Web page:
The Council on Foreign Relations’ (CFR) Fellowship Program offers unique opportunities for mid-career professionals focusing on international relations. The program affords fellows the opportunity to broaden their perspective of foreign affairs and to pursue proposed research, with a placement at either CFR or another institution in New York City or Washington, DC.
Fellows are recruited year-round. The duration of each fellowship is generally twelve months. The program awards a stipend, which varies with each fellowship. Fellows are considered independent contractors rather than employees of CFR. More information on each fellowship is listed below.
Launched in 1967, the International Affairs Fellowship (IAF) is a distinguished program offered by CFR to assist mid-career scholars and professionals in advancing their analytic capabilities and broadening their foreign policy experience. The program aims to strengthen career development by helping outstanding individuals acquire and apply foreign policy skills beyond the scope of their professional and scholarly achievements. CFR awards approximately ten fellowships annually to highly accomplished individuals who have a capacity for independent work and who are eager to undertake serious foreign policy analysis. The IAF Program is only open to U.S. citizens and permanent residents between the ages of twenty-seven and thirty-five who are eligible to work in the United States.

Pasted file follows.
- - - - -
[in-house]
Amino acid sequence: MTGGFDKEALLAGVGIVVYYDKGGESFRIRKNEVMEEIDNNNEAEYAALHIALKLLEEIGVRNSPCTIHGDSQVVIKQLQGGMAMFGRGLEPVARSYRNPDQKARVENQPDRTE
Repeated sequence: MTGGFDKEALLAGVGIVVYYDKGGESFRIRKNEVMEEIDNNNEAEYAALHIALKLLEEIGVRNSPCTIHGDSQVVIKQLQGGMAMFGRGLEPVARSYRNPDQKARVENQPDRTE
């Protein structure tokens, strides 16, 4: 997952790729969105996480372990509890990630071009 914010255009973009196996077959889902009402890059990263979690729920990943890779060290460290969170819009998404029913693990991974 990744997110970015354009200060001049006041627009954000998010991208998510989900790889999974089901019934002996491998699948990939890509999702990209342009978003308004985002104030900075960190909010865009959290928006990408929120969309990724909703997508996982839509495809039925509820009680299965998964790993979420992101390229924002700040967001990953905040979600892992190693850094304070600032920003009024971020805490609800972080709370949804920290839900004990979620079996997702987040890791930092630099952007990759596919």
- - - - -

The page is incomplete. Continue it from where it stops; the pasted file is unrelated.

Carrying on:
The International Affairs Fellowship in Nuclear Security (IAF-NS), sponsored by the Stanton Foundation, offers university-based scholars valuable hands-on experience in the nuclear security policymaking field and places selected fellows in U.S. government positions or international organizations for a period of twelve months to work with practitioners. CFR awards approximately two fellowships annually. The IAF-NS is only open faculty members with tenure or on tenure-track lines at accredited universities and who propose to conduct policy-relevant research on nuclear security issues. Qualified candidates must be U.S. citizens or permanent residents who are eligible to work in the United States and be between the ages of twenty-nine and forty.
Founded in 1997, the International Affairs Fellowship in Japan (IAF-J), sponsored by Hitachi, Ltd., seeks to strengthen mutual understanding and cooperation between the rising generations of leaders in the United States and Japan. The program provides a selected group of mid-career U.S. citizens the opportunity to expand their professional horizons by spending a period of research or other professional activity in Japan. The IAF-J is only open to U.S. citizens between the ages of twenty-seven and forty-five. The program is intended primarily for those without substantial prior experience in Japan, although the selection committee has made exceptions when it considered that the fellowship would allow an individual to add a significant new dimension to his or her career. Knowledge of the Japanese language is not a requirement.
The International Affairs Fellowship in India (IAF-I) seeks to strengthen mutual understanding and cooperation between the rising generations of leaders in the United States and India by expanding cultural exchange and enhancing communication between both countries on global issues. The IAF-I assists mid-career scholars and professionals from the public and private sectors to advance their analytic capabilities and broaden their foreign policy experience in India. The program is currently on hold.